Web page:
WASHINGTON (AP) -When Mom is a professional basketball player, the baby-sitting arrangements can be quite unorthodox. Take JaVale McGee, who had a prime seat to watch his mother play for a team in Italy when he was less than a year old.
``He sat in the stroller on the bench with the nanny,'' Pamela McGee said, ``so literally he's been around the game since he was 9 months old.''
The mother-son combo would go on to make a nifty answer to a trivia question. Last week, JaVale became the first son of a former WNBA player to be selected in the NBA draft, chosen No. 18 overall by the Washington Wizards.
``Out of the womb,'' said the son with a laugh, when asked at what age his mother taught him to dribble a basketball.
The Wizards formally introduced their first-round pick Monday on his first visit to the nation's capital. The 20-year-old, 7-foot center, who left Nevada after his sophomore year, is considered a long-term prospect, but his pedigree could help speed up his adjustment to the NBA lifestyle.
``It's a good thing that he comes from a basketball environment, where people cared about the game, and he went to practices and watched the hard work,'' Wizards president Ernie Grunfeld said. ``Obviously, his mother didn't become an All-American and an outstanding professional without working hard and having a great work ethic. He grew up in that environment. He knows what it takes.''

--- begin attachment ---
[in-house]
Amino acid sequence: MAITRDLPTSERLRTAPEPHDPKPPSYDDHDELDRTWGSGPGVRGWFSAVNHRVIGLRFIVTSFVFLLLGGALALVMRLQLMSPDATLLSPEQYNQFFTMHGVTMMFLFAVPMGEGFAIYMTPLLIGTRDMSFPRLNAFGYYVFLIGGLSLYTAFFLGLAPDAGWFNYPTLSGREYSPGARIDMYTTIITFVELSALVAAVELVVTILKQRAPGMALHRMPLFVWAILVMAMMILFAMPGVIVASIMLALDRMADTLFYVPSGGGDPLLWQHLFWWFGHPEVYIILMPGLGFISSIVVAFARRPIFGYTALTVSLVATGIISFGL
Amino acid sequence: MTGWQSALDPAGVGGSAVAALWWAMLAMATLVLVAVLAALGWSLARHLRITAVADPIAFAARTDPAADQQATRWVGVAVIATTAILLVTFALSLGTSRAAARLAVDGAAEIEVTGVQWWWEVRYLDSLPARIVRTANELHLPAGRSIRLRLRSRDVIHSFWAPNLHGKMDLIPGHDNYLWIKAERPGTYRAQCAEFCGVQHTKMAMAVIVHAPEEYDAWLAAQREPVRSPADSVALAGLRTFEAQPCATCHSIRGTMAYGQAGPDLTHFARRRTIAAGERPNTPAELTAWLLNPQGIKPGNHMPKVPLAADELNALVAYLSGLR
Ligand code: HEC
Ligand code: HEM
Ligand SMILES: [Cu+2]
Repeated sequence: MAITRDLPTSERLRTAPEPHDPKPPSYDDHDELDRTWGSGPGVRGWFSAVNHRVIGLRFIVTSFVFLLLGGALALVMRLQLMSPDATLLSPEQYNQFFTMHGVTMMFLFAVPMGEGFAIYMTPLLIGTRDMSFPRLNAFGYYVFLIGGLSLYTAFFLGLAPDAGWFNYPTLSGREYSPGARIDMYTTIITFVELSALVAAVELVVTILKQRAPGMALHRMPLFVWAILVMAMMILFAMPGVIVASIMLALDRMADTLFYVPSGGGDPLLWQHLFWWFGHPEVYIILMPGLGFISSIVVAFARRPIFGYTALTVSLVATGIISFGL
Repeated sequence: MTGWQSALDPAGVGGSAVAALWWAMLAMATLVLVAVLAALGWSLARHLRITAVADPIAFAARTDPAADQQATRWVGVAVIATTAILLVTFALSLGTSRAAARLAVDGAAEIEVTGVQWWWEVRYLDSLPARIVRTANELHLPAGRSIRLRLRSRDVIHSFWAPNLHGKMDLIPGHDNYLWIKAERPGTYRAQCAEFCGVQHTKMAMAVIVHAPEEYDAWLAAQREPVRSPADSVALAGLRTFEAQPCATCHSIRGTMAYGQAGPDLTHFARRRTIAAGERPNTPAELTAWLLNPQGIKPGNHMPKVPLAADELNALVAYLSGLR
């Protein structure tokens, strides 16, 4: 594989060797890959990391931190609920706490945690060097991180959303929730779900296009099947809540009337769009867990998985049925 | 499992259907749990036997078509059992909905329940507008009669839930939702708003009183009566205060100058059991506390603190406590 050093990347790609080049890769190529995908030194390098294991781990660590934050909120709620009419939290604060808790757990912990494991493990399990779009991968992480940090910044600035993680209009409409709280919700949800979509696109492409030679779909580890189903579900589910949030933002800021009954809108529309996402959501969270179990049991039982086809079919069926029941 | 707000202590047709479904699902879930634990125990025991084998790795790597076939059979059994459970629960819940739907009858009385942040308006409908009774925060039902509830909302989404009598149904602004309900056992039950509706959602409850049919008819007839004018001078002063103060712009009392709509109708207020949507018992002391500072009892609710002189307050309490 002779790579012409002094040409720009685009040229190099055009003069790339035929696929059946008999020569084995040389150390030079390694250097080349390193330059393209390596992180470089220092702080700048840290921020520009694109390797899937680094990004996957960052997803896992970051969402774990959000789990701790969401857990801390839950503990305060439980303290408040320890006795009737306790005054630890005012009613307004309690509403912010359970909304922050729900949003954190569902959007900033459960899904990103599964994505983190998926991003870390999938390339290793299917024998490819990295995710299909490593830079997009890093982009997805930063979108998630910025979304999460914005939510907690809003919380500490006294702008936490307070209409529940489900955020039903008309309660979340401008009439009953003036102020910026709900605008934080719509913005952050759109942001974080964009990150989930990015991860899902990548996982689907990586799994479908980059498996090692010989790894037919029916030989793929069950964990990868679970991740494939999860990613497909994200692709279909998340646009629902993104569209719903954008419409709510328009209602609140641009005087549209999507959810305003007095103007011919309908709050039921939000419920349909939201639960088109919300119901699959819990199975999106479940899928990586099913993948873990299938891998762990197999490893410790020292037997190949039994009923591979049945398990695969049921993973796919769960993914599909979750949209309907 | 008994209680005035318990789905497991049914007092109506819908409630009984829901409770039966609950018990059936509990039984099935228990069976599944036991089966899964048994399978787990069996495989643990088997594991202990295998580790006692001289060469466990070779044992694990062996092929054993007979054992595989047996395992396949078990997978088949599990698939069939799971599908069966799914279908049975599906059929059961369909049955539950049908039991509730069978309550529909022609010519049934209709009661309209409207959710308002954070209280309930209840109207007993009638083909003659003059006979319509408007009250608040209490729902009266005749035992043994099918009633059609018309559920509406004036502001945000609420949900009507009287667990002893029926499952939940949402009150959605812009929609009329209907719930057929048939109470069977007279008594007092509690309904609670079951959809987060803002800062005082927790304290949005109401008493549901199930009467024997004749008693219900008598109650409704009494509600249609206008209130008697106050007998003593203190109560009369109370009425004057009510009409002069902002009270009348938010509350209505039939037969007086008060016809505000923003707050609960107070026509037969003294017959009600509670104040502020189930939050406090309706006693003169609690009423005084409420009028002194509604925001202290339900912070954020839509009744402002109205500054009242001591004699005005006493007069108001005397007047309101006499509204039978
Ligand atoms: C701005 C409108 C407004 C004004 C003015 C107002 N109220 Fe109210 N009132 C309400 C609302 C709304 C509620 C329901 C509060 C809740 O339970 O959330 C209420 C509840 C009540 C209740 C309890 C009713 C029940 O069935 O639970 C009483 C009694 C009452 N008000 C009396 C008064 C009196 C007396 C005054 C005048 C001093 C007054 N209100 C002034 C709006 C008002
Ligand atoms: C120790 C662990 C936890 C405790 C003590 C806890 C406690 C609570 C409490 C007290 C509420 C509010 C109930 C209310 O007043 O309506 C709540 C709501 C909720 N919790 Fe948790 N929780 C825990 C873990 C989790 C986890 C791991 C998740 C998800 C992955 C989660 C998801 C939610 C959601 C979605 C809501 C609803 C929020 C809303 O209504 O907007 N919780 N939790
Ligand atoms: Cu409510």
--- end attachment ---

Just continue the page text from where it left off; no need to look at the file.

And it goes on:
Before JaVale was born, Pamela played for Southern California and was a member of the 1984 U.S. Olympic team that won the gold medal in Los Angeles. Later, when the WNBA was formed, Pamela returned after many years overseas and played for the Los Angeles Sparks and Sacramento Monarchs. She then became an assistant coach for the Detroit Shock.
By that time, her son's talent was impossible to ignore.
``Regular mothers say, 'Brush your teeth,''' Pamela said. ``I'd say, 'Did you shoot your free throws?'''
The 1-on-1 games between mother and son finally stopped around JaVale's sophomore or junior year in high school, when Mom could no longer win.
``Those days are over,'' she said. ``I don't play him anymore because we're both competitive. And if he beats me, I say I'll never live it down.''
Talented 7-footers aren't easy to find, and the Wizards hope the shot blocking ability and athleticism JaVale displayed in the Western Athletic Conference will translate well to the NBA.
``We think he can fill some needs for us down the road,'' Grunfeld said. ``How long it's going to be is really going to be determined by him.''

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